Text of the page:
The UK scrappage scheme has been very successful for a number of reasons. Here are the facts: The environmental case:· New cars registered through the scheme have an average CO2 value of 132.1g/km. This was 10.9% below the average of all new cars registered between May and September, of 148.2g/km. · The average car scrapped under the scheme is 12.6 years old with estimated CO2 emissions of 181.9g/km – 27.6% higher than its replacement.· 72.7% of cars bought under the scrappage scheme were classified in the Mini or Supermini segments.· 85% of a vehicle’s lifetime CO2 emissions come through use meaning the scheme is likely to save some 3.6m tonnes of CO2.· Pre-1999 vehicles will have a Euro 2 engine as standard compared to Euro 4 in new vehicles. These engines deliver more than a 50% improvement for harmful emissions.1 · Compared to ten year old vehicles, new cars now have higher EuroNCAP ratings, more safety technology as standard and improved security features.· SMMT now forecasts the new car market to end 2009 at 1.928m units, over 250,000 units above our pre-scrappage forecast, but still well below the 2.47m unit pre-recession five year average. Click to share on Facebook (Opens in new window)Click to share on Twitter (Opens in new window) Support for the UK motor industry:· Approximately one fifth of the cars registered were either built in the UK or have an engine produced here.· SMMT estimates that approximately 70% of the cars bought under the scrappage scheme represent additional sales which would not otherwise have happened in 2009.· Ford, whose engine plants in Bridgend and Dagenham employ 4,000 people, has introduced extra shifts triggered by the increase in demand from UK and European scrappage schemes. August output was up 36.5% at Dagenham and 18.3% at Bridgend, compared to 2008. Ford estimates that this has resulted in a positive knock-on effect for around 100,000 of their UK jobs in the sales, distribution and supply chain. · Nissan has said that production of the UK-built Micra and Note has increased by an additional 33,000 units due to scrappage schemes operating in the UK and across Europe.· In August and September, Toyota cancelled workshare to fulfil orders incentivised by the UK and European scrappage schemes. Toyota plans to return to the workshare arrangements in October. · Honda introduced a third model, the Jazz supermini, at their plant in Swindon. The Jazz had been sourced from Japan and has reportedly made up 70% of Honda’s scrappage deals. Some 20,000 units are expected to be built in the current financial year (to end of March 2010), almost a fifth of Honda’s total Swindon output.· LTI, the Coventry based taxi manufacturer has reported that 20% of its sales since the start of the scheme have been as a result of scrappage. · Over 181,092 new vehicles had been registered under the scrappage scheme by the end of September. There is an order bank of a further 80,000 vehicles.· Government and industry have set aside £800 million to support up to 400,000 vehicles going through the scheme.· The scrappage scheme is largely self-funding for government with the 15% VAT paid on a car bought for £7,650 covering the £1,000 government contribution.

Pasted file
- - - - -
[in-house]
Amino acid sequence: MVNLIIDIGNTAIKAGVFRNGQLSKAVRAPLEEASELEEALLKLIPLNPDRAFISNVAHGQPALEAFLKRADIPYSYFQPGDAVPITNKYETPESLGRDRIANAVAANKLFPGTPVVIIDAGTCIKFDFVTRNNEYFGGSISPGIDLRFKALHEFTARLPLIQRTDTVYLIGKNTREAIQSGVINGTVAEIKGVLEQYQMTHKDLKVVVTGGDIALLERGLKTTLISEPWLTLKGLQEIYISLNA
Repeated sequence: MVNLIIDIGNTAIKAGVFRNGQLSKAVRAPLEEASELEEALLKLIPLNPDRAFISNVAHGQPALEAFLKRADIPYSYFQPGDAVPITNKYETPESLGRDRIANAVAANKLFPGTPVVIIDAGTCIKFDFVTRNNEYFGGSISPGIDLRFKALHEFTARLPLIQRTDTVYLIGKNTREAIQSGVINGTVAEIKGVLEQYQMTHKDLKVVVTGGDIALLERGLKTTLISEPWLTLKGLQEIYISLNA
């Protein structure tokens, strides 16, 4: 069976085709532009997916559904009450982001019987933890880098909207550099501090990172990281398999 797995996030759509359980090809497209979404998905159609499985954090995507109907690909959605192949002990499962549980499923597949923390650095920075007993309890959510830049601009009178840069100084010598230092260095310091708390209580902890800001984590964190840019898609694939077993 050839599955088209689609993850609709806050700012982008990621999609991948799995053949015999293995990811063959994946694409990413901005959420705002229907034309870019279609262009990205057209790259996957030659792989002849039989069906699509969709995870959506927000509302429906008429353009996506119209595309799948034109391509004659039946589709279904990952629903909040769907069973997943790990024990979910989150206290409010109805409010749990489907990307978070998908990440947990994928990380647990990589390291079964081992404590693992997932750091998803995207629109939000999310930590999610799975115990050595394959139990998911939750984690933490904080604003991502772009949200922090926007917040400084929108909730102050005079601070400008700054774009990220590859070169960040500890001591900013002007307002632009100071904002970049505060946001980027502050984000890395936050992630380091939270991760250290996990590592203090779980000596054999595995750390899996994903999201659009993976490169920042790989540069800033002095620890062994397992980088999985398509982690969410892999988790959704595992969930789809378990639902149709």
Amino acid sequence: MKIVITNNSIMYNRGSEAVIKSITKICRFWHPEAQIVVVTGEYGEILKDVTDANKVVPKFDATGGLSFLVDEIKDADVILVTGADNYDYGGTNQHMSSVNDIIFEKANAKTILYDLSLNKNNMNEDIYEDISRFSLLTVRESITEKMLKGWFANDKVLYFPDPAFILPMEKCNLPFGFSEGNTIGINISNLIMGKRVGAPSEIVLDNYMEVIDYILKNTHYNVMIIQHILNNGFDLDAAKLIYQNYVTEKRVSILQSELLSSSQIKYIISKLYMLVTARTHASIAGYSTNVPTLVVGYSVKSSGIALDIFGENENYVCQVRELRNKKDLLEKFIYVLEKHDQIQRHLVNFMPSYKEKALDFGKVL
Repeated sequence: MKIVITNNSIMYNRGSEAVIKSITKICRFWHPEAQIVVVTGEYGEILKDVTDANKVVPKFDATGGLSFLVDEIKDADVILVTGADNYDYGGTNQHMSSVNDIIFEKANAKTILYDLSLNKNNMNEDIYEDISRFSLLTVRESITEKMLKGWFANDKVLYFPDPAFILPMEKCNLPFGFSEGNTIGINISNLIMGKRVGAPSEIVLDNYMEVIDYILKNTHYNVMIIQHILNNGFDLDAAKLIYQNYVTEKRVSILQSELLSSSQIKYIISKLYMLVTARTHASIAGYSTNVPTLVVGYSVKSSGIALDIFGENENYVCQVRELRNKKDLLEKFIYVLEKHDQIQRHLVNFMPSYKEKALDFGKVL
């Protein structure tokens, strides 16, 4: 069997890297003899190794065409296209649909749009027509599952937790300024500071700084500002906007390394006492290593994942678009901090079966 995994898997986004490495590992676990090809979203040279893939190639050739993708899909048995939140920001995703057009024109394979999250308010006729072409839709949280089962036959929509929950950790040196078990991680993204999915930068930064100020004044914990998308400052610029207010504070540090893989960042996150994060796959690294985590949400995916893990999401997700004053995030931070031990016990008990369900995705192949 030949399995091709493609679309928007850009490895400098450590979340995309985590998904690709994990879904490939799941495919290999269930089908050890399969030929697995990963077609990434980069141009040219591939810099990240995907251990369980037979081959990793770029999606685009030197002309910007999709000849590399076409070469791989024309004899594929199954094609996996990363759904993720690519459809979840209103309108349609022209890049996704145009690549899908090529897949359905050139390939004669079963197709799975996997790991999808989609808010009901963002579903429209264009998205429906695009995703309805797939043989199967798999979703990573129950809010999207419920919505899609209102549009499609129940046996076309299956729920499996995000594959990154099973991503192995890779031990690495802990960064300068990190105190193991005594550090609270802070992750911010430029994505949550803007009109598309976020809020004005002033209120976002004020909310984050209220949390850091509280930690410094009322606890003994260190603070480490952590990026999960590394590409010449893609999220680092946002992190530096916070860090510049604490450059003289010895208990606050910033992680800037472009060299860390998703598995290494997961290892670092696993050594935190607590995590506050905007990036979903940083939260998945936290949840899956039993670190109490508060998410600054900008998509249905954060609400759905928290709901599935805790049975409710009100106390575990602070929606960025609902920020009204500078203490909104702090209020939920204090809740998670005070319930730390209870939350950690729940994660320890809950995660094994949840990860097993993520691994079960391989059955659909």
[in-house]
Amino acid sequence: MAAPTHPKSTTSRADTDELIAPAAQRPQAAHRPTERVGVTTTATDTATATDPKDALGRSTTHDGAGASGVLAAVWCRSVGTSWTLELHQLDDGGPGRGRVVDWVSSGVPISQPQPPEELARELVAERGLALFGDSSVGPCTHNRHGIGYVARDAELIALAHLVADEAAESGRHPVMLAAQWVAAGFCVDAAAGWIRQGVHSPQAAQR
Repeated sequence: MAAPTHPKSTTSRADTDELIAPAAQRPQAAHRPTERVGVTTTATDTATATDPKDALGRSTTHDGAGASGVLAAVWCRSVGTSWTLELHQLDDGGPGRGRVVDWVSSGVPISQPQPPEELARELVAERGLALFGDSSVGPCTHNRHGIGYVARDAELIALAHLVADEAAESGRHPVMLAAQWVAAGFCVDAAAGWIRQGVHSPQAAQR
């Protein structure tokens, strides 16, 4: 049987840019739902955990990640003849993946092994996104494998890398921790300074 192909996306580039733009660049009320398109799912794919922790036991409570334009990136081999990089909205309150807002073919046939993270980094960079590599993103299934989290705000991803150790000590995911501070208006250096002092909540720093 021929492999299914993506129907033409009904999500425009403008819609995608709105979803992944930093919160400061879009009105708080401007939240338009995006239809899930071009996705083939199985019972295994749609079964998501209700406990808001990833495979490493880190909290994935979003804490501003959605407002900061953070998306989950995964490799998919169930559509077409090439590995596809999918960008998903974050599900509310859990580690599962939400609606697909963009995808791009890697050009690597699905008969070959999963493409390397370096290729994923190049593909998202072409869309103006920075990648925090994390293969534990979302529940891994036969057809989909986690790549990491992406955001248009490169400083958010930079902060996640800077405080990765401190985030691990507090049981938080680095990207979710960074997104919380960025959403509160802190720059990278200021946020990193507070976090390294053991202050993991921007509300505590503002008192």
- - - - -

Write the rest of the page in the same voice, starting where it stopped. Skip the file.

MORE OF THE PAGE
Dando is continuously looking at ways of improving existing machines and bringing new, innovative products to market to meet the current demands and requirements of the drilling industry. There are a number of latest innovations that include the new two headed Dando Terrier rig. This has been designed to permit the use of a wide range of drilling techniques in the same borehole, using the tried and tested Terrier drive sampling system and powerful Terrier rotary system alternately in the same hole without having to switch.Designed to trip out either drive sampling/SPT rods or rotary drill rods in 4 m lengths, the new Terrier operates by hydraulically sliding the drive sampler or rotary drill into position over the borehole when required. With this new machine it would be possible to sample and perform a standard penetration test to a depth of 15 m+ and then take a core of hard rock to about 50 m.A new safety feature for the Multitec 9000 is a fully automated rod handler which can handle 100 m of rod from a hydraulic indexing rack fitted to the rig. The Dando hands free rod handler is built to lift 168 kg and can handle up to a 6 m length of 4-1/2” RC drill rod from a horizontal position and align the rod with the tilting top head of the drilling rig.The Multitec 4000 is a new addition to Dando’s line of multipurpose top-drive rotary rigs and is the smallest in the range so far. Designed to be ultra-compact, lightweight and easily transportable, the rig has a pullback of 4,000 kgf and is capable of a wide range of drilling techniques in the water, mineral and geotechnical sectors.Dando’s non-conventional gas drilling rig has been specially designed for CBM and shale gas drilling. Ideal for drilling with air, the truck mounted Dando CBM rig boasts the following advantages over conventional drilling rigs:Compact design with a low profile allowing the rig to operate on a smaller footprint than a conventional drilling rigCuts labour costs by reducing the personnel neededMinimum rig-up and displacement procedure timesCapable of a large range of drilling operations; the rig can easily handle 3” 2,000psi circulation piping and range III pipesHigh torque rotary head.